A contract breach happens when one of the parties in the contract does not follow the terms and conditions set within the contract. Based on the clip, Spud’s emergency is insufficient to excuse him from contractual obligations without liability. According to the Unfair Contract Terms Act, 1977 (UCTA), liability can only be excluded from a contract if the clause is reasonable and fair (Clarkson et al., 2018). Spud’s emergency is associated with fraud and has breached all contractual duties leaving Oscar with no meaningful remedy.
Oscar, the store manager, now has the authority to seek compensatory damages, consequential damages, and punitive damages. Oscar calls for compensatory damages due to an incomplete contract and general costs incurred to complete the future job, accumulating to $3000. Consequential damage is caused by special circumstances, which lead to additional losses. Since Spud is aware of the additional losses, Oscar might incur the delayed movement of merchandise and costs while looking for a new contractor legally; Oscar, as the non-breaching party, might recover consequential damages. The punitive damages are also available since Spud openly asks for a fraudulent double increase of payments. This action is both a breach of contract and a tort designed to deter future actions.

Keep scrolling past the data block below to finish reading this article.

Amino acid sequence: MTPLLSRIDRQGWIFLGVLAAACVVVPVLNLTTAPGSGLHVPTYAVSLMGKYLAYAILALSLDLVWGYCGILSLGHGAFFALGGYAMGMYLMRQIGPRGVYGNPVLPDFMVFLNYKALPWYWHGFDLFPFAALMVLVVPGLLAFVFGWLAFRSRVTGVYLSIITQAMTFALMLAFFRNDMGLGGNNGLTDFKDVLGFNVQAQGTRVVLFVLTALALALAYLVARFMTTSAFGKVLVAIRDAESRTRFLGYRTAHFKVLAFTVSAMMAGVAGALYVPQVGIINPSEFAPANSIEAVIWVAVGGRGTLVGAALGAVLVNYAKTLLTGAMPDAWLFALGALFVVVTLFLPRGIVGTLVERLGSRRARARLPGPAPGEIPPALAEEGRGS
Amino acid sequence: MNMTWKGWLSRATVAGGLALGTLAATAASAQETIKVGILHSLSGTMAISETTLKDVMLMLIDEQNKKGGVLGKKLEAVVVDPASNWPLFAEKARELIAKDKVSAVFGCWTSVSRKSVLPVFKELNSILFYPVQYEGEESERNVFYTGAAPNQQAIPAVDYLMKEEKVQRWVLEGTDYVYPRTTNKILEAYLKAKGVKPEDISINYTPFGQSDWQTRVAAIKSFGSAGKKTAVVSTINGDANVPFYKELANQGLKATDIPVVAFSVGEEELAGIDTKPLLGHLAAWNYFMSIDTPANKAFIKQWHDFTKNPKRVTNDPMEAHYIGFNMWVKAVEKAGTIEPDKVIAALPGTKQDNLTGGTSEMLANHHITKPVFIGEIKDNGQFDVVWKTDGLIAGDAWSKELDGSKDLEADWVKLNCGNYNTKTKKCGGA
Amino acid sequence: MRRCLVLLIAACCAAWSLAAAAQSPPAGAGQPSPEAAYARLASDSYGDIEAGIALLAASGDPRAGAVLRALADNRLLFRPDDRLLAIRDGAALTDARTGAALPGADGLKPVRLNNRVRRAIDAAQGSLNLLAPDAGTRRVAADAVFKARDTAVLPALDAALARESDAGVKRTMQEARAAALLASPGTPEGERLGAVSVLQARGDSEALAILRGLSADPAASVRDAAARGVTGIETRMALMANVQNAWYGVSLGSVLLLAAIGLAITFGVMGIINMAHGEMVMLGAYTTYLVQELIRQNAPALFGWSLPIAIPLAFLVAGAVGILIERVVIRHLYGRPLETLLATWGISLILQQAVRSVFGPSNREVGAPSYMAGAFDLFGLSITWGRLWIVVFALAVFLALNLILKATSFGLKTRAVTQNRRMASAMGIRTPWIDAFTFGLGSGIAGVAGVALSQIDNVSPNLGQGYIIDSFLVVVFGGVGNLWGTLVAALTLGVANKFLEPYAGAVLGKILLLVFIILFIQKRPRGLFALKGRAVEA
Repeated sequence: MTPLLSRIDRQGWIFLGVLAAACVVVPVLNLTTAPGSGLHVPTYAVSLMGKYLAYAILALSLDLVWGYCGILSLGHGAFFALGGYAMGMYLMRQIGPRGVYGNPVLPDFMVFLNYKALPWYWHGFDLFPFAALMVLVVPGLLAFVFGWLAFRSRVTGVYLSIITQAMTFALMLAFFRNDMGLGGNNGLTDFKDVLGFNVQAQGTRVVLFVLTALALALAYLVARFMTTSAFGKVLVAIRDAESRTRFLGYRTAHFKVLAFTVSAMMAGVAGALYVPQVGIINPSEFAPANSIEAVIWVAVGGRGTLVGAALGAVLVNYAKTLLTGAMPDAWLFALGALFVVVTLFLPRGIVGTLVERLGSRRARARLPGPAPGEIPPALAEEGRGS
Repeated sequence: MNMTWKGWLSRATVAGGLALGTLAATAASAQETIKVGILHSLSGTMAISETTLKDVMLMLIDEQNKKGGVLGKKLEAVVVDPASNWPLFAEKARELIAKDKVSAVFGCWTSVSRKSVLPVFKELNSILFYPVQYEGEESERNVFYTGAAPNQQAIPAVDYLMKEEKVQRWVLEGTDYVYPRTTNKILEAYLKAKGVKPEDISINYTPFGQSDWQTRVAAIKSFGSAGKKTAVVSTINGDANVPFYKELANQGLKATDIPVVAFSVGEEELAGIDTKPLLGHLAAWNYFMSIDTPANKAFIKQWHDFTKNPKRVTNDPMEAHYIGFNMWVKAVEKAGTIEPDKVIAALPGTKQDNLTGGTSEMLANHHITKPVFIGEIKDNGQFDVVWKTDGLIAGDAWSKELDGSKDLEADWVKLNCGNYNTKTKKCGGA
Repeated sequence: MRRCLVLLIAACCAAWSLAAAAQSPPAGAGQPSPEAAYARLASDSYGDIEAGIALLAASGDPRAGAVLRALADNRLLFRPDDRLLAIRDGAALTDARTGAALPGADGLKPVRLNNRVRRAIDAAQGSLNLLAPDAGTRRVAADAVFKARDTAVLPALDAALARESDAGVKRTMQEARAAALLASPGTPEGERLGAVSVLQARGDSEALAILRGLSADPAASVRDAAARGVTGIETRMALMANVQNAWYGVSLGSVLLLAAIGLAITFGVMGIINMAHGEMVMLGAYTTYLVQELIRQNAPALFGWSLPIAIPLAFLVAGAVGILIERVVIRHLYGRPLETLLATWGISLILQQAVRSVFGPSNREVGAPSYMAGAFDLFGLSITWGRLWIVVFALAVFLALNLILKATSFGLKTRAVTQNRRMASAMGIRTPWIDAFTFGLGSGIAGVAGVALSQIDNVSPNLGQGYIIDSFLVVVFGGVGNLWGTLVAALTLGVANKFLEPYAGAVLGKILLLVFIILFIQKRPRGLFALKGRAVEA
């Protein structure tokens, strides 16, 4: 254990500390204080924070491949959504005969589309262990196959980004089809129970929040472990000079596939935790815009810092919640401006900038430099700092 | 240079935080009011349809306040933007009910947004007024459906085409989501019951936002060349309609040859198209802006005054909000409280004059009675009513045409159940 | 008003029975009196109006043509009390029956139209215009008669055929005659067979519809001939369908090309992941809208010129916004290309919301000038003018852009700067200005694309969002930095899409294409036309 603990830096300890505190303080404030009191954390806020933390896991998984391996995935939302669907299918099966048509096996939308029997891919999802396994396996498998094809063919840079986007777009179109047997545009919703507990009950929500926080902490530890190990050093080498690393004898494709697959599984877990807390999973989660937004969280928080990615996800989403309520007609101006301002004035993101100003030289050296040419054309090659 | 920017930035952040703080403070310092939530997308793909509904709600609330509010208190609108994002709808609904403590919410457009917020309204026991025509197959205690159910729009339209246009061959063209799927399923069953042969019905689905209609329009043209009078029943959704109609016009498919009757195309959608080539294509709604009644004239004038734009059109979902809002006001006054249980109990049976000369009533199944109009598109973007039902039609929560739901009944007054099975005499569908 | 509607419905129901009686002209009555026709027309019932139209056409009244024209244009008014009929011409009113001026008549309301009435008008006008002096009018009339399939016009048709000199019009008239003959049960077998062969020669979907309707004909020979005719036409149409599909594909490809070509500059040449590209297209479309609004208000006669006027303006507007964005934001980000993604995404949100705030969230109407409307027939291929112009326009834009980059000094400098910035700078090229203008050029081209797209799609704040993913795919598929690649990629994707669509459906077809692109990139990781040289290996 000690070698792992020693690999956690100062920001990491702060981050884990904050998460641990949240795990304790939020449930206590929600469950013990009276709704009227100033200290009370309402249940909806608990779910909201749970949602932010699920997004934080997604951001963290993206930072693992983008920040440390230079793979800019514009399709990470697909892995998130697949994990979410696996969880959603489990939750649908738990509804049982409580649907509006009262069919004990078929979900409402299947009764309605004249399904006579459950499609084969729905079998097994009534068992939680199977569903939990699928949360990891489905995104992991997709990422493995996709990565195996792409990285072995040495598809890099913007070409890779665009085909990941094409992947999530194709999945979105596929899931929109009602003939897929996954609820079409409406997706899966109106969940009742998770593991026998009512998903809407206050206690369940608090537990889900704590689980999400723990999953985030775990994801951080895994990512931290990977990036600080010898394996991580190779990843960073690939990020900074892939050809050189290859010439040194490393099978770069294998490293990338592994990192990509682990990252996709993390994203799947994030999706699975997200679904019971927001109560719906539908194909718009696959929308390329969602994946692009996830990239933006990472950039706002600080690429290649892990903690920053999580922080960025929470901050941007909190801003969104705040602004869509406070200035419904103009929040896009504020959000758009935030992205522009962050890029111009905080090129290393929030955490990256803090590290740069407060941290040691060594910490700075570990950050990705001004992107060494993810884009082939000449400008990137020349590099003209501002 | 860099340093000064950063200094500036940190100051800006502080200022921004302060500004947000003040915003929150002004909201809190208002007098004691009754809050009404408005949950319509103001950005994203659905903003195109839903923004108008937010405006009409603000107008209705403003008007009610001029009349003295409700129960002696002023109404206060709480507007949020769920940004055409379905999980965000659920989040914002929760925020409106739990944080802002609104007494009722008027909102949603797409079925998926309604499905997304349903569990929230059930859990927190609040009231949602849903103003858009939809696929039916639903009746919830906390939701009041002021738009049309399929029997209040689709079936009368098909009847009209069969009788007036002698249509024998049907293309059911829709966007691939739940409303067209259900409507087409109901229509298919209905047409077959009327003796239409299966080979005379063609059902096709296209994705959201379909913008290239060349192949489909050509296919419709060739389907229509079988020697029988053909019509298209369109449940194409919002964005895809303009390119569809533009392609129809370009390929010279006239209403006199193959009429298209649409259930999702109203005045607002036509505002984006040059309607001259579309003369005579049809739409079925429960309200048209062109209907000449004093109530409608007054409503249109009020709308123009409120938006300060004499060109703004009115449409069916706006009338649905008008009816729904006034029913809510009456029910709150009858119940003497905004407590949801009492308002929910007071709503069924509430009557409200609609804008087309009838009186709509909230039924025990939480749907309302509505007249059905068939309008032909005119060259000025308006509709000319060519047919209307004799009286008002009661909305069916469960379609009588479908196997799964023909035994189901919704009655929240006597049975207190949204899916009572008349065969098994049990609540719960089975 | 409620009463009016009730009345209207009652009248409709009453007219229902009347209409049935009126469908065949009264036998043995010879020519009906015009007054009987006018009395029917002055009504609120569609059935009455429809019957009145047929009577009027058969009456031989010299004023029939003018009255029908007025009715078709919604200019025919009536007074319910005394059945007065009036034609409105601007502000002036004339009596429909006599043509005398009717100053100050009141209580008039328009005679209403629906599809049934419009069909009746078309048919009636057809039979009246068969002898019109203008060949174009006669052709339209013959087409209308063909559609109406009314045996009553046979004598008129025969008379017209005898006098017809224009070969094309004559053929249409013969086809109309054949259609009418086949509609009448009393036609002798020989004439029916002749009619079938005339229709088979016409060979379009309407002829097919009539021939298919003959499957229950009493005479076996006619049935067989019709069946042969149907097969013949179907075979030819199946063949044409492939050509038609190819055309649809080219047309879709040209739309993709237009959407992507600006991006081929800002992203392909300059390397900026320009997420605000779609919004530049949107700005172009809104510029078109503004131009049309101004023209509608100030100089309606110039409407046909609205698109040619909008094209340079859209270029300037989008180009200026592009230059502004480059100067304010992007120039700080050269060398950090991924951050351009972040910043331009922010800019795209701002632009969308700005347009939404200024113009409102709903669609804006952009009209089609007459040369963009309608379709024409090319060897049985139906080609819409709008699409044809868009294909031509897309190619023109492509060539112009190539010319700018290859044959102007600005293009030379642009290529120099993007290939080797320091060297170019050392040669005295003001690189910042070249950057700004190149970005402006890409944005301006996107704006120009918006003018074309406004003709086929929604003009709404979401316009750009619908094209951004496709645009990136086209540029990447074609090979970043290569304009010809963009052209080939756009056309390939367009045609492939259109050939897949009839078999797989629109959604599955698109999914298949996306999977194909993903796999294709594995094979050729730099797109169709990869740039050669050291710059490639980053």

Vinny, the assistant manager, is calling for a compensatory damage remedy to cover the loss due to Spud’s breach of contract. The remedy includes refunding the advance salary and reimbursing the consequential damage of $3000 due to the breach of contract. Legally courts in an employment contract would grant the remedy.
The mitigation doctrine requires the wronged party to make reasonable efforts to minimize the losses and damages caused by the breached party. This doctrine helps both parties from an excessive accumulation of damages. The doctrine of mitigation of damages applies to Oscar as he appoints Vinny, his assistant manager, to immediately take over the contractors’ job under carpentry with only knowledge of the woodshop. This is mitigation based on fairness and common sense to reduce losses. Instead of failing to move $5000 merchandise, Oscar quickly recovers through his assistant. The value of the damage is a balanced process that might lead to the plaintiff settling the remained incurred losses.
Clarkson, K. W., Miller, R. L., & Cross, F. B. (2018). Business Law: Text and cases. (14th ed.). Cengage Learning.